Gentileschi’s career spanned over four decades, and her talents did not go unseen. Some of her patrons included members of the Medici house and King Charles I of England. Although her talents were acknowledged during her own time, centuries later, art historians argued about the true painter behind her artworks. Those in doubt claimed Gentileschi’s paintings were too violent to have been painted by the “delicate” hand of a female artist. Many believed her father was the true mastermind behind her artworks. Fortunately, this theory has since been discredited. The world continues to shed light on the remarkable work of Gentileschi.
5. Giovanna Garzoni (1600-1670)
Best known for her delicate watercolor paintings, Giovanna Garzoni found interest in an array of subject matters. Most notably, plants, vegetables, animals, and portraits. Beyond this, she devoted many works to religious, allegorical, and mythological subject matter. Certain details about her life remain unclear, if not unknown. However, art historians can confirm that Garzoni painted and traveled throughout modern-day Italy, including Venice, Naples, Rome, Turin, and Florence. She even made her way outside of Italy, finding her way in Paris, which required a long journey at this time.
6. Judith Leyster (1609-1660)
A prominent female artist of the Dutch Golden Age was Judith Leyster. In fact, she was one of the first female artists to gain admission to Saint Luke’s Guild of Haarlem. Beyond her impressive schooling, Leyster was gifted in terms of her ability to create a myriad of styles of paintings. However, for centuries, as in the case of many other female artists, Leyster’s works were misattributed. Many art historians believed Frans Hals, or her husband, artist Jan Miense Molenaer, to have been the hand behind her paintings. Thanks to the discovery of a monogram, her artist signature, many of her works have since been correctly re-attributed.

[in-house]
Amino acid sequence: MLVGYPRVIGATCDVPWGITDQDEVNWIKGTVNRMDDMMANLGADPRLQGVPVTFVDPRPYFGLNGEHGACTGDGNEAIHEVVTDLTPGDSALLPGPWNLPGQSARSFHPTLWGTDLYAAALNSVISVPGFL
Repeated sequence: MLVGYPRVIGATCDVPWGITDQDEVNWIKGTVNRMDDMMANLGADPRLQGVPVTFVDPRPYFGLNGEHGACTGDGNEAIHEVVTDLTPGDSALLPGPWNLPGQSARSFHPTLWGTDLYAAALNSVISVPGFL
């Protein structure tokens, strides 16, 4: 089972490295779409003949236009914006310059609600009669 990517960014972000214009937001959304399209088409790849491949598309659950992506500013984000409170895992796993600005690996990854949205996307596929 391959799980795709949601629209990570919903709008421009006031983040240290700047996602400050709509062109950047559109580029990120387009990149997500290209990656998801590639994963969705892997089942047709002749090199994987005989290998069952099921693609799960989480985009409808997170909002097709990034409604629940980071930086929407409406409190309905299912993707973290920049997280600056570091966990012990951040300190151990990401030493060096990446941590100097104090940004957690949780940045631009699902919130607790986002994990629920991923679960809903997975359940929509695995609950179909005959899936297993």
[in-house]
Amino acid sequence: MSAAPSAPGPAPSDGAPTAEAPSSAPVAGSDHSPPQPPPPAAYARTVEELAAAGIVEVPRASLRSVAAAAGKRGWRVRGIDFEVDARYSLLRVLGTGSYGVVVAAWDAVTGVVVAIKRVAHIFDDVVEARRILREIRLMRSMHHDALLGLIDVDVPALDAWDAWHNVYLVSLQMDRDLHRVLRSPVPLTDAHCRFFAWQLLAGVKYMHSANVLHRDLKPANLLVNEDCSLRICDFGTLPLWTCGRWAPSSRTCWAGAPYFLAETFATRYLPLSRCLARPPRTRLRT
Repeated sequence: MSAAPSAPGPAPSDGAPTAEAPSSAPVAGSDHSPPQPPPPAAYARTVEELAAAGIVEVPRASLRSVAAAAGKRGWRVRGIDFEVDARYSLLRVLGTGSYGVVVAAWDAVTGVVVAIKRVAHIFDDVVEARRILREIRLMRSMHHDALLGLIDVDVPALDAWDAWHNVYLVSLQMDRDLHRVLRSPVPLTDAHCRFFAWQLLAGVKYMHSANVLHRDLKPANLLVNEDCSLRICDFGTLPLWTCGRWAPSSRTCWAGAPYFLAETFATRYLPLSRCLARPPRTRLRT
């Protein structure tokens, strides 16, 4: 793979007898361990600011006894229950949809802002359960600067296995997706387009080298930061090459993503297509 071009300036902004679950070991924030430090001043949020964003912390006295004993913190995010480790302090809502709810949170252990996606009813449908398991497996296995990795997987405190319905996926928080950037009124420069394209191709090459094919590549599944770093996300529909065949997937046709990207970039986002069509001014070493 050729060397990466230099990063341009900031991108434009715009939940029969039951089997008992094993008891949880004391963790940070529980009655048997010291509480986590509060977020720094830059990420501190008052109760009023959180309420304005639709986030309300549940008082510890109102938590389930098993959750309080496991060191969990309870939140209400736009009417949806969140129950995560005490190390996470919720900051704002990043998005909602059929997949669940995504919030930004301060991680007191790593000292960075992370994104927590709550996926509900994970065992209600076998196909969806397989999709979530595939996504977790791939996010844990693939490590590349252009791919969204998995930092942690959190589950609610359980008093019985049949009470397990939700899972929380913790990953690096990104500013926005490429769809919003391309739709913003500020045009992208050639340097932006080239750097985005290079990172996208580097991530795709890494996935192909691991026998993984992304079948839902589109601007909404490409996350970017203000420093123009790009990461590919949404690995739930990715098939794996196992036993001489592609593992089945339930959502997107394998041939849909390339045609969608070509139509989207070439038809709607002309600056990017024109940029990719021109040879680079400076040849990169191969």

Perhaps her most celebrated work is Self-Portrait. The painting exudes an air of confidence in her abilities and growing popularity amongst the Dutch academic painting community at the time. She depicts herself sitting beside a canvas, adorned in fine clothing. She presents herself as she is in the process of painting a violinist, but at this moment, she looks away from the painting to interact with the spectator. Her self-portrait remains one of the most celebrated Dutch Golden Age paintings, to this day.
7. Mary Beale (1633–1699)
Known to the world of art history as one of the first professional female artists in England was Mary Beale. Through her artwork and the stream of sales, Beale was able to support her family, relying solely on her artwork and art lessons as a full-time profession. She was known for her portraiture. Her talent gained traction throughout the nobility of English society, attracting many patrons from the court of King Charles II. Beale’s business as an artist was strengthened by the support of her husband. In fact, Charles, her husband, was her business partner and was in charge of bookkeeping. He recorded her daily activities which provided art historians with special insight into their business practices and Beale’s world as a female artist at the time.
8. Elisabetta Sirani (1638-1665)
Although she only lived to the age of 27, Elisabetta Sirani achieved great success during her short but fruitful career. Like other female artists of the time, Sirani was born into an artistic family. Her father was a painter himself, but by the time Sirani was only a teenager, she had already outpaced him in terms of artistic abilities. Starting at the age of 19, Sirani set out to financially support her family through artwork commissions. Her prominence began to grow throughout Bologna, catching the attention of Grand Duke Cosimo III de Medici, an alpha-patron of the arts.
Her paintings can be characterized as striking. Sirani enjoyed painting allegorical or biblical scenes, most of which feature female subjects. In terms of style, her work reflects the Baroque period, emphasizing an intense contrast of light and dark, known as chiaroscuro. Sirani eventually formed her own school, as she sought to teach and uplift other female artists throughout Bologna. Shortly after, she mysteriously died at the age of 27. The cause behind Sirani’s death remains a mystery and a source of historical debate to this day. Although her life was short, her impact was immense.
The withstanding impact of female artists…
The absence of female artists throughout art history remains a prevalent issue to this day. While these are only 8 powerful female artists, there are many more to discover and appreciate. To learn more about more change-making artists, explore Artsper’s selection of female artists.